Humanitarian Travel Grant: Surgical Outreach Program for Cleft Lip and Palate Repair in Bolivia
Celeste Z. Nagy, MD
The goal of Healing the Children is a sustainable, repeatable approach to a solvable problem: cleft lip and palate repair. Healing The Children Northeast (HTCNE) in New Milford, Connecticut, provides medical care, speech therapy, and dental services to children who lack medical and financial resources, both domestically and abroad. HTCNE has provided services to nearly 60,000 children since its inception in 1985.
My name is Celeste Z. Nagy, MD, and as a fifth-year otolaryngology-head and neck surgery resident at Emory University in Atlanta, Georgia, I wanted to be part of a cleft lip and palate surgical mission, a goal I have had since starting residency. I have a longstanding background working with underserved populations and education in Spanish, particularly in public health. Therefore, I was excited to join a surgical outreach trip to Santa Cruz de la Sierra, Bolivia, in January 2020, led by Steven M. Roser, MD, DMD, an Emory University oral-maxillofacial surgeon.
Our team consisted of over 40 individuals, including surgeons, residents, pediatricians, anesthesiologists, nurses, dental specialists, nutritionists, and speech pathologists from around the United States, who would work in tandem to perform the surgical repair of cleft lip and palate deformities for the underserved population. This surgical outreach program involved local Bolivian oral-maxillofacial and otolaryngology surgeons, pediatricians, and residents who worked with our team to learn these techniques and management of cleft patients to offer sustainable care for these patients and their families.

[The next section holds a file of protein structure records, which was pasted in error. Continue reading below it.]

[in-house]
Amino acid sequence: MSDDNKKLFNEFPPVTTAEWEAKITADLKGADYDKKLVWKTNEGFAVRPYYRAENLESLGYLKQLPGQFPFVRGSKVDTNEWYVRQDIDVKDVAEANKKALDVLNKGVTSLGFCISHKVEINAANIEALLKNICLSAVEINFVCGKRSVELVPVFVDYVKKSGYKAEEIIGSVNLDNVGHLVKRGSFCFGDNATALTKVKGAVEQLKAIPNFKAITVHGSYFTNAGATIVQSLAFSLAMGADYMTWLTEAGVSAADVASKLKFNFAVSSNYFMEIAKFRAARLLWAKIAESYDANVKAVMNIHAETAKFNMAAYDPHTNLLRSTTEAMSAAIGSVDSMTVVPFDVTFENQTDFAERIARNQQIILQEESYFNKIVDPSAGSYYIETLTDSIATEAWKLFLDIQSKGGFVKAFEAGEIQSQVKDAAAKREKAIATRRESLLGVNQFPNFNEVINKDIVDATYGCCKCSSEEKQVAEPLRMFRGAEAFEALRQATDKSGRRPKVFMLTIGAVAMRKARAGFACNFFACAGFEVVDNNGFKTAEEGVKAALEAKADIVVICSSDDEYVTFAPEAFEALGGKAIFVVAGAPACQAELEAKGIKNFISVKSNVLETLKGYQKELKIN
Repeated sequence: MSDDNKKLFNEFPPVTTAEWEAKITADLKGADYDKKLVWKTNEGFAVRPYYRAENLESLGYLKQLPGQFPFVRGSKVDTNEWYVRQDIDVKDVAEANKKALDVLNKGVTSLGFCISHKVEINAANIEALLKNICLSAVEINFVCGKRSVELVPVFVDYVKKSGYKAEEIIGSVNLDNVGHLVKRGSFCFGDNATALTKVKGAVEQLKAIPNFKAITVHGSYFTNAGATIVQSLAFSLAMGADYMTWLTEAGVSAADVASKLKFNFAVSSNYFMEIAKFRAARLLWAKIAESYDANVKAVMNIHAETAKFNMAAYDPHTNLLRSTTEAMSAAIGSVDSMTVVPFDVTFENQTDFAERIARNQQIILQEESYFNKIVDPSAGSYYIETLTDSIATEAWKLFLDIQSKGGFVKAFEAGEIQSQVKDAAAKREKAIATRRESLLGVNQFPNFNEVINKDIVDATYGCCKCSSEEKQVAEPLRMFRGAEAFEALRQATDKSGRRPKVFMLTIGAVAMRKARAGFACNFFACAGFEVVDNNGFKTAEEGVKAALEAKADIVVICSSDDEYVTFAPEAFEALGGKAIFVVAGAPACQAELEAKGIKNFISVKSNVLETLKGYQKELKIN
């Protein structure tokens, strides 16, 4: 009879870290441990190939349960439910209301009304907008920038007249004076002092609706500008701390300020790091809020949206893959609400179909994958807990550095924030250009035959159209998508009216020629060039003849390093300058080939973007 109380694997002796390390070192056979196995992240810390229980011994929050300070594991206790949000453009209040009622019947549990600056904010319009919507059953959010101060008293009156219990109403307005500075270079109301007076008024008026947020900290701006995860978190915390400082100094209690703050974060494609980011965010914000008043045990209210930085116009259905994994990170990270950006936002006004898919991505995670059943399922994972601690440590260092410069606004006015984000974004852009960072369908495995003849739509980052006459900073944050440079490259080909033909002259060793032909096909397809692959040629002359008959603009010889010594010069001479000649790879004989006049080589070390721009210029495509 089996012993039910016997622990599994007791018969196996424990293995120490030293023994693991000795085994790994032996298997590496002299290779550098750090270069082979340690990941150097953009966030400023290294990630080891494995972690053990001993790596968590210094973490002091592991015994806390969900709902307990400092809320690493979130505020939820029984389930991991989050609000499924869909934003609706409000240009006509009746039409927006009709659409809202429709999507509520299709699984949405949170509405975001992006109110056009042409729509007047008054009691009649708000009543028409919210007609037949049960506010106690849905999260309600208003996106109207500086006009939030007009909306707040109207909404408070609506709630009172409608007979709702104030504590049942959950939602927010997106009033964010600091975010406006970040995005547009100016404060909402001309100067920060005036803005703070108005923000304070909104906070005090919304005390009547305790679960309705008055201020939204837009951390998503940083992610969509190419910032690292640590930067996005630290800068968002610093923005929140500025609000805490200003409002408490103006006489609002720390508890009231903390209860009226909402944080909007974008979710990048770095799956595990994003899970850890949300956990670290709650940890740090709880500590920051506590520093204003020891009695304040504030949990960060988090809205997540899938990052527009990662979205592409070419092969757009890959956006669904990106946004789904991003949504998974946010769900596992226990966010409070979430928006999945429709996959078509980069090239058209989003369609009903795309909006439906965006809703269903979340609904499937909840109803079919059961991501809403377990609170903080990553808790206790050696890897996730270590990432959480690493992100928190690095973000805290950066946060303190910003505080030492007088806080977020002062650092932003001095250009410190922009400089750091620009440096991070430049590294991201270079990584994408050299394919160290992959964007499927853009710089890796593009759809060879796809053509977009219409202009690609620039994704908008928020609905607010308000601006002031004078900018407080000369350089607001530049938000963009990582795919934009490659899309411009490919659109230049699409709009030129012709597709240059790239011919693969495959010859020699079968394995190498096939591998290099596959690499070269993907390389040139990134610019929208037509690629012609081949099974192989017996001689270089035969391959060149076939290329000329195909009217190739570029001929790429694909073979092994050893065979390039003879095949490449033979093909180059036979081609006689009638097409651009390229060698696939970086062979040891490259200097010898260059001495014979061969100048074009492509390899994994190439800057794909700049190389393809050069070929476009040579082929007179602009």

Our trip was only a week long. HTCNE has a longstanding partnership with a community volunteer organization called Rotary Club Sirari. This rotary club had been recruiting patients from all over Bolivia the year prior and assisting in providing transportation for them and their families to be brought to Santa Cruz de la Sierra to be screened and undergo surgery. We screened over 90 children on our first day and were able to perform 60 surgeries in five days—a new record!
It is hard to describe the feeling of community, compassion, and hopefulness for these children that I experienced over that short week. Especially now, in times of the COVID-19 pandemic and isolation, the experience of working with and learning from multiple medical specialties, local volunteers, and medical professionals from Bolivia is an unforgettable one. The surgical skills I learned from this program will springboard my future in humanitarian work as an otolaryngologist and facial plastic and reconstructive surgeon so that I can further serve under-resourced populations with my surgical abilities, as well as provide sustainable education for physicians, nurses, and medical personnel of that area to transfer knowledge and skills.